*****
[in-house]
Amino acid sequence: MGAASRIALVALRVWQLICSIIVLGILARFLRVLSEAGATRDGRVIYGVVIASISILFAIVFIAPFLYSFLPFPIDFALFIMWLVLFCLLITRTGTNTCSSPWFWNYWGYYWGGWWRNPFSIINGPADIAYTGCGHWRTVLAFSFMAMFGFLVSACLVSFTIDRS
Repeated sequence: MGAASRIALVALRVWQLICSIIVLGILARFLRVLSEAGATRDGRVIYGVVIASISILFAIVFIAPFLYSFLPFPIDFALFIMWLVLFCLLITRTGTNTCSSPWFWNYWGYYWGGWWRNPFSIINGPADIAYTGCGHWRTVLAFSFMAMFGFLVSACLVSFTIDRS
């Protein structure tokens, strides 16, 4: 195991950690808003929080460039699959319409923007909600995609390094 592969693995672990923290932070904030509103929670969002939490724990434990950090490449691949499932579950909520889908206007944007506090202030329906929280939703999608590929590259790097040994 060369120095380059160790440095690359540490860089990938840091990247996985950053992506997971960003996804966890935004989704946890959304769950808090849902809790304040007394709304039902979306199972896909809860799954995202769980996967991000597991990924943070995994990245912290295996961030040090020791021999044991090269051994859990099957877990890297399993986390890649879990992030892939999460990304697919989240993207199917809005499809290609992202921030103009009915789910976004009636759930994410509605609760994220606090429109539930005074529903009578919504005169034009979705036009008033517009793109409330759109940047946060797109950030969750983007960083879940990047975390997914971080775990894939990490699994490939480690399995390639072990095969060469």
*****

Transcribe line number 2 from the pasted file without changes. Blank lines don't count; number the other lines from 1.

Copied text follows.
Amino acid sequence: MGAASRIALVALRVWQLICSIIVLGILARFLRVLSEAGATRDGRVIYGVVIASISILFAIVFIAPFLYSFLPFPIDFALFIMWLVLFCLLITRTGTNTCSSPWFWNYWGYYWGGWWRNPFSIINGPADIAYTGCGHWRTVLAFSFMAMFGFLVSACLVSFTIDRS